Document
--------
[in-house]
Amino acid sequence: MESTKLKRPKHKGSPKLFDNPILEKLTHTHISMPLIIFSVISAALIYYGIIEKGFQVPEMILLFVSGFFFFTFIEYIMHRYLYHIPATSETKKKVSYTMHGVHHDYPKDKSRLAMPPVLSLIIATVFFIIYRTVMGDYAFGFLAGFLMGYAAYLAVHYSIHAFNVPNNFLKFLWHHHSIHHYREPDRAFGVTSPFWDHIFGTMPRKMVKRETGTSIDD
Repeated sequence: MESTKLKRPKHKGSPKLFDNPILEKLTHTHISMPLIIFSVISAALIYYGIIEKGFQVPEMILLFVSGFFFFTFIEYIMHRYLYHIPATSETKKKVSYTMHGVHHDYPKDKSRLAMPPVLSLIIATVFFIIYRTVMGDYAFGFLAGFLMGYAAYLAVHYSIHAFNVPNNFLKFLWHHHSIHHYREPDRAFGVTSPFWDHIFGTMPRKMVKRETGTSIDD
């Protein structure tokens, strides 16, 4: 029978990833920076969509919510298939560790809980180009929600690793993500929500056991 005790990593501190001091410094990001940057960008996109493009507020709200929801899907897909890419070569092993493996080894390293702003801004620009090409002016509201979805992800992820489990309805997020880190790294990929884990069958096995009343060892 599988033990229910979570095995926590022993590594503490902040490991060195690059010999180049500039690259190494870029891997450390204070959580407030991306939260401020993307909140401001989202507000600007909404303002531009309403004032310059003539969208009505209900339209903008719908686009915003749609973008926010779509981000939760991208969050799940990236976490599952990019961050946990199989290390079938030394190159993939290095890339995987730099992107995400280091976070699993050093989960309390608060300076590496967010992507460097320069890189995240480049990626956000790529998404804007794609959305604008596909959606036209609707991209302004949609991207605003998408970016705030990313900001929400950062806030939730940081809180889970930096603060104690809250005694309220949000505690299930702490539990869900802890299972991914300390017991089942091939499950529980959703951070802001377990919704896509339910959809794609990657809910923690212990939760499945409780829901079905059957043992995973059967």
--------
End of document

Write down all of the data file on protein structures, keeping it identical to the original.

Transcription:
[in-house]
Amino acid sequence: MESTKLKRPKHKGSPKLFDNPILEKLTHTHISMPLIIFSVISAALIYYGIIEKGFQVPEMILLFVSGFFFFTFIEYIMHRYLYHIPATSETKKKVSYTMHGVHHDYPKDKSRLAMPPVLSLIIATVFFIIYRTVMGDYAFGFLAGFLMGYAAYLAVHYSIHAFNVPNNFLKFLWHHHSIHHYREPDRAFGVTSPFWDHIFGTMPRKMVKRETGTSIDD
Repeated sequence: MESTKLKRPKHKGSPKLFDNPILEKLTHTHISMPLIIFSVISAALIYYGIIEKGFQVPEMILLFVSGFFFFTFIEYIMHRYLYHIPATSETKKKVSYTMHGVHHDYPKDKSRLAMPPVLSLIIATVFFIIYRTVMGDYAFGFLAGFLMGYAAYLAVHYSIHAFNVPNNFLKFLWHHHSIHHYREPDRAFGVTSPFWDHIFGTMPRKMVKRETGTSIDD
């Protein structure tokens, strides 16, 4: 029978990833920076969509919510298939560790809980180009929600690793993500929500056991 005790990593501190001091410094990001940057960008996109493009507020709200929801899907897909890419070569092993493996080894390293702003801004620009090409002016509201979805992800992820489990309805997020880190790294990929884990069958096995009343060892 599988033990229910979570095995926590022993590594503490902040490991060195690059010999180049500039690259190494870029891997450390204070959580407030991306939260401020993307909140401001989202507000600007909404303002531009309403004032310059003539969208009505209900339209903008719908686009915003749609973008926010779509981000939760991208969050799940990236976490599952990019961050946990199989290390079938030394190159993939290095890339995987730099992107995400280091976070699993050093989960309390608060300076590496967010992507460097320069890189995240480049990626956000790529998404804007794609959305604008596909959606036209609707991209302004949609991207605003998408970016705030990313900001929400950062806030939730940081809180889970930096603060104690809250005694309220949000505690299930702490539990869900802890299972991914300390017991089942091939499950529980959703951070802001377990919704896509339910959809794609990657809910923690212990939760499945409780829901079905059957043992995973059967």